Blast from the Past
The other day I was thinking about the first recordings I'd ever made, at least that I could remember. The first recording device I had was a little Sharp cassette recorder I got for my birthday. I used to make recordings of myself playing the piano, or accompanying my mother singing.
My first foray into multitrack recording came in the late 90's when I got a Roland VS-840 for Christmas one year. It was an 8-track all-in-one recorder with a mixer, ZIP drive to record onto, and built-in effects. I have that capability on my iPhone today, but back then that was the bees knees.
I made some great recordings on that thing. To this day, I can't even remember what happened to it. Or, those disks that I had recorded everything on...
Fast forward about 18 years. Numerous moves and relocations later, I still have some boxes left over in the closets that traveled with me from apartment to apartment. As it turns out, in one box I found a whole bunch of those pesky ZIP disks.
I wondered if they were still readable...
A quick Google search found no computer software able to read VS-formatted disks (nothing for Mac, at least.) so I figured I ought to see if just maybe I could grab an old VS-840 on eBay for not too much...and I did.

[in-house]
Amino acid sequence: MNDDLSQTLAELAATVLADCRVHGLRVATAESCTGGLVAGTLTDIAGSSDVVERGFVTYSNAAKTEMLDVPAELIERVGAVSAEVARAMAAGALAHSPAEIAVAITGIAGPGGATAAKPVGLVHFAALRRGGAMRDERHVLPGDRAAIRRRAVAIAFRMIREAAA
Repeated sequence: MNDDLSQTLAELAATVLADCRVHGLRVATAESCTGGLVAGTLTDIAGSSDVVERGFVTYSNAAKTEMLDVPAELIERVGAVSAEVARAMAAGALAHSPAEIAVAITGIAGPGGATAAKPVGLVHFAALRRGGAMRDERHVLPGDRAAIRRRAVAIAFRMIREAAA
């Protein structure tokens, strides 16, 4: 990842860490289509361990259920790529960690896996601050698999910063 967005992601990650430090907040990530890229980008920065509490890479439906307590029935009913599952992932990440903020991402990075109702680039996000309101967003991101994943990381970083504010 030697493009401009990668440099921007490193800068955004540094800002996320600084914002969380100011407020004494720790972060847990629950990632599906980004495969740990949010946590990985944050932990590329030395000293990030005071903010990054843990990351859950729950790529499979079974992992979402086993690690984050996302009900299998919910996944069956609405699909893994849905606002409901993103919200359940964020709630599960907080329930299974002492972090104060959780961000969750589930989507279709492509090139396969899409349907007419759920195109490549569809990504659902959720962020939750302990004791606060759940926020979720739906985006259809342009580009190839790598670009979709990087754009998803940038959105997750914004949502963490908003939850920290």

It was so worth it.
About $130 and a week later, we fast forward to tonight. I've just spent the last two hours reliving some of the best memories I'd had getting started in my studio life.
I found recordings I'd thought I'd lost, that now through the miracle of new studio technology I can fix them up and share them with the people on them who may have long since forgotten about them. It's amazing to listen to past projects, to hear where you came from and then compare them to where you're at today. Every bit of time spent in the studio is valuable experience to get you ready for the next gig.
My little nugget of wisdom for you is this: If you don't already have one, put together a master archive of all of your past projects. Try to get anything you've recorded, no matter how insignificant or trivial. Put these all in the same place, whether it's a playlist in iTunes or a folder on your Desktop. Visit it every now and then, update it with what you work on. It lets you learn from your experiences and reflect on things you did well, and could have done better, but more importantly it lets you relive moments from your past in which you were doing what you love: Making music.